Web Creator Fears Dysfunctional Future

John Lister's picture

The creator of the World Wide Web (WWW) says it faces a "downward plunge to a dysfunctional future." Sir Tim Berners-Lee said many of its problems were unintended consequences.

Berners-Lee spoke to mark the 30th anniversary of him submitting a proposal to his managers at European science group CERN for a way to organize data. That technology, based on hyperlinked text, became the World Wide Web. In turn, that helped shape the Internet into something used worldwide by ordinary people. (Source: bbc.co.uk)

Writing an open letter, Berners-Lee noted that the web is now "a public square, a library, a doctor's office, a shop, a school, a design studio, an office, a cinema, a bank, and so much more." However, he acknowledged three sources of dysfunction that affect the web today.

Ad Revenue Promotes Clickbait

The first is deliberate damaging activity, such as criminal actions, harassment, and state-sponsored hacking.

The second is what he describes as system design with perverse incentives that work against the interests of users. He specifically cited the way ad revenue models often reward clickbait or people sharing misinformation. Clickbait is defined as content which links to another site or page, using a headline or image (usually). When users click the link, the destination content is usually misleading - hence the term "clickbait".

The third is unintended consequences of "benevolent design." He gave an example of when attempts to foster "greater and wider discussion" online have instead led to an "outraged and polarized tone," which can be compared to how lynch mobs operate.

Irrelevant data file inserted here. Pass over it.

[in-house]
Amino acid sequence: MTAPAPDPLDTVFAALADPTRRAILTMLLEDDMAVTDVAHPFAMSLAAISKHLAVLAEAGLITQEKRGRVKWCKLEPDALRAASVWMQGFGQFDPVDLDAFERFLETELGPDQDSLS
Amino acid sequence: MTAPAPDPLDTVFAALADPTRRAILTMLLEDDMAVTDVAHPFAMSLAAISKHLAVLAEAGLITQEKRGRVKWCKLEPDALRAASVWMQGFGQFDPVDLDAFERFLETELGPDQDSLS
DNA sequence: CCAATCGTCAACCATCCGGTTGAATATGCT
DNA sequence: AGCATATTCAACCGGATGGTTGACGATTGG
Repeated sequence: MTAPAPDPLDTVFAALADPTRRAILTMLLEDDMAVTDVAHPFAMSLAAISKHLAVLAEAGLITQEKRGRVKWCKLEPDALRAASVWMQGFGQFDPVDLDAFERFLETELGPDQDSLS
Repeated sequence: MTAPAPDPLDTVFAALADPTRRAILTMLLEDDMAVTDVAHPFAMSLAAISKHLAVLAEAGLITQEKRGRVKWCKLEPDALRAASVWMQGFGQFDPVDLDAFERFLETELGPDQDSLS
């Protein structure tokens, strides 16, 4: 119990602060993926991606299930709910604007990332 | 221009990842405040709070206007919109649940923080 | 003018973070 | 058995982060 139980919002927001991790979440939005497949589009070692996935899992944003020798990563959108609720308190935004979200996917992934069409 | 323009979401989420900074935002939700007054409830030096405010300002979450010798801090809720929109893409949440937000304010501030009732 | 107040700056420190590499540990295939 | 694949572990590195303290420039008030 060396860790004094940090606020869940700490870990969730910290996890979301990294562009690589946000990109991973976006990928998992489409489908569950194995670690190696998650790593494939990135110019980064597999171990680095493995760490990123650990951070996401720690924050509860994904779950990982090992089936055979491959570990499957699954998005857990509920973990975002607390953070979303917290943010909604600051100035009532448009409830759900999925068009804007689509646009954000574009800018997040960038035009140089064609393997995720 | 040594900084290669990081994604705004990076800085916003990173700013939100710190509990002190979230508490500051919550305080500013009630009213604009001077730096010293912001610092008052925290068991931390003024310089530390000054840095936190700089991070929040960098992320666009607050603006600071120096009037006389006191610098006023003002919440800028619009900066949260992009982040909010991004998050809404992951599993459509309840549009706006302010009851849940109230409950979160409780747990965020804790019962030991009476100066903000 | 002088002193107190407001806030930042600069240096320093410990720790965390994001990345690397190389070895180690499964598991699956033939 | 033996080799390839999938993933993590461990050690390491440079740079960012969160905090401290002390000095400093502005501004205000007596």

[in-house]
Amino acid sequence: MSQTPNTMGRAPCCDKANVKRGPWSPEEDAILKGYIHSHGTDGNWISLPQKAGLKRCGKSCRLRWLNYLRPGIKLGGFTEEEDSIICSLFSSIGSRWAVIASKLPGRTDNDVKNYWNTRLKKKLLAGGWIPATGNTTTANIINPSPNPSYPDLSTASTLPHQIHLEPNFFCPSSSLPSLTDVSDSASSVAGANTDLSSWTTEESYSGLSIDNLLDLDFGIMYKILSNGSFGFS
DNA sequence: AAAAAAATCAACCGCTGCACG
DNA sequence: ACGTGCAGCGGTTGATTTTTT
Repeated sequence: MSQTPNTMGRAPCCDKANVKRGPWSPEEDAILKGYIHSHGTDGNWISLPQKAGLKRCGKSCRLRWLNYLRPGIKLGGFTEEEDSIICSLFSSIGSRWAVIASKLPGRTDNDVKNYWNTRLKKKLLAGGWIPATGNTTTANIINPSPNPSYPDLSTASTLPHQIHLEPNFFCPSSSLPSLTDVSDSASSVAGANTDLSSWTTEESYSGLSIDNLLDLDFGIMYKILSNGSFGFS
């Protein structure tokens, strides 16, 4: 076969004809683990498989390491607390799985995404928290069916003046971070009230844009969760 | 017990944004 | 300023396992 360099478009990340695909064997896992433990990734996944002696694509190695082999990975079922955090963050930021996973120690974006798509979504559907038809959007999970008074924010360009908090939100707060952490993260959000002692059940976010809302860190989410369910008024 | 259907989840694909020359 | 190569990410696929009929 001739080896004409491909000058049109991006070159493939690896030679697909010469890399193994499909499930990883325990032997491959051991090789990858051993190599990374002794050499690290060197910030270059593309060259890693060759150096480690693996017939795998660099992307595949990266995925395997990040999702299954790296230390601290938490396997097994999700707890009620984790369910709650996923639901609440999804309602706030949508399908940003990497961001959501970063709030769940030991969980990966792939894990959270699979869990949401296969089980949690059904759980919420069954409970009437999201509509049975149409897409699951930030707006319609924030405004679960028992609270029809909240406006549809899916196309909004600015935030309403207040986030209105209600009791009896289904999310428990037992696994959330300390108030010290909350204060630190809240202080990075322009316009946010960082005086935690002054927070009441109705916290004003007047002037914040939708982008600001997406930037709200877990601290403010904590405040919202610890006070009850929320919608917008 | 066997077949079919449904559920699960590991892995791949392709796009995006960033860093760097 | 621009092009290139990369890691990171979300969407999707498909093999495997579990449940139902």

Business, Politicians and Citizens Must Act

According to Berners-Lee, everyone needs to play their part in rectifying these problems. He says governments must make sure laws are suitable for the modern era, protecting rights and freedoms online. He also says companies must do more to protect privacy and security, rather than simply target short-term profits online.

Most of all, he says ordinary citizens need to hold governments and business to account, using their power to vote or choose online services, while also doing their own part to communicate and debate online in a constructive manner.

He concluded that "The web is for everyone, and collectively we hold the power to change it. It won't be easy. But if we dream a little and work a lot, we can get the web we want." (Source: webfoundation.org)

What's Your Opinion?

Do you share Berners-Lee's concerns? Who is responsible for tackling the negative traits of the web? Will self-interest and commercialism always outweigh wider concerns about the Internet?

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Comments

Jim-in-kansas's picture

Sir Berners-Lee has pointed out what is a daily occurrence into today's world-wide-web.

The problem, as I see it, is that people have become so attached to their mobile device the thought to be "unconnected", even for a short while, creates a panic attack that is very real.
I am able to solve that, for myself, by simply,turning my smart-phone off and working in the yard for awhile and breath....

Easy to say hard to do for most people unfortunately.

Jim-in-Kansas

russoule's picture

These kind of statements always make me laugh "He concluded that "The web is for everyone, and collectively we hold the power to change it. It won't be easy. But if we dream a little and work a lot, we can get the web we want."".

Where is this "collective" group he posits? How do I join? Or how do I decline to join? Are there any other "collective" groups that have that same "power"?

Why is it that people can't just be honest and say "If everyone agrees with ME, then things will be fine."?

The World-Wide Web is NOT free. It costs money to keep it going and where will that money come from if not ads or "clickbait" or some other method that does not require a user to pay each time he/she ties into the web?

The other two problems he cites will be there because human nature will always create those who do things illegally or who have very loud opinions. The ONLY way that the polarization can be stopped is to go to a web like China and just prevent people from freely expressing their minds. And I believe that is exactly what Sir Berners-Lee would prefer.